The water flow in aquatic habitats ranges from headwater streams to inland lakes and coastal marine systems. The structure, operation, and dynamics of aquatic communities—some of the planet’s most endangered and damaged ecosystems—are influenced by this spatial connection.
A new study determined the spatial resolution of environmental DNA (eDNA) in dendritic freshwater networks, which scientists used as a model for connected metacommunities. Scientists used environmental DNA (eDNA) metabarcoding to analyze fish and zooplankton communities.
The study discovered that freshwater connectivity—water movement between freshwater bodies—can carry eDNA. This demonstrates how eDNA has the potential to offer a thorough picture of freshwater biodiversity.
The study was conducted at the IISD Experimental Lakes Area in Canada’s Boreal Forest. Dr. Joanne Littlefair, a lecturer in biological sciences at Queen Mary University of London, directed it. It examined three lake networks with a total of 21 lakes. The researchers discovered that while some eDNA was carried into downstream lakes, most within-lake eDNA primarily represented the species’ environmental preferences. There were more eDNA detections in lakes with higher connectivity levels that could not be accounted for by standard monitoring methods.
Dr Littlefair said, “eDNA can be used to detect the presence of species that are not easily monitored using conventional methods, including invasive species, or for monitoring the presence of rare or endangered species.”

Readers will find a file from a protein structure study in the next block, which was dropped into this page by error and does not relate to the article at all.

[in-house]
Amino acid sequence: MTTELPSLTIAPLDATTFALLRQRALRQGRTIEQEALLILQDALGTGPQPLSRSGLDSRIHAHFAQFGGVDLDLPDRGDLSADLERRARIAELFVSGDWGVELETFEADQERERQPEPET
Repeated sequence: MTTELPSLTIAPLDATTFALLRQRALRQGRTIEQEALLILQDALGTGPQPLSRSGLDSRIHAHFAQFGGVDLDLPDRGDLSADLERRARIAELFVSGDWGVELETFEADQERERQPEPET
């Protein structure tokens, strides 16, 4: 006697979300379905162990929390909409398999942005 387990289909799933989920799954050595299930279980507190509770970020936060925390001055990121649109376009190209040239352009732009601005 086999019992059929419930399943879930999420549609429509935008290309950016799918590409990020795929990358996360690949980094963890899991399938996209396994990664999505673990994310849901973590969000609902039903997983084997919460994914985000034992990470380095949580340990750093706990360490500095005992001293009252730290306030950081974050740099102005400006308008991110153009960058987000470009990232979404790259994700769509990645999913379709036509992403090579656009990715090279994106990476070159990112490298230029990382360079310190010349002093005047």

“But it’s not all bad news. Our study showed that eDNA surveys can be carefully designed to consider the connectivity of the freshwater system being studied. In systems with high levels of connectivity, collecting samples from multiple locations is important, which will allow us to build a complete picture of the present biodiversity.”
The results have implications for using eDNA to track biodiversity in freshwater ecosystems. While eDNA is a promising technique for monitoring biodiversity, data must be evaluated in the context of landscape connectivity.
The study also emphasizes the need for greater investigation into the elements influencing the spatial resolution of eDNA detection, such as the impacts of water movement. For instance, it could be necessary to gather more samples if the water in an environment moves swiftly to enhance the likelihood of finding eDNA. This study will advance our knowledge of how eDNA can be utilized to monitor and protect aquatic biodiversity.
Joanne E. Littlefair, Jase Hleap, et al. Freshwater connectivity transforms spatially integrated signals of biodiversity. Proceedings of the Royal Society B. DOI: 10.1098/rspb.2023.0841
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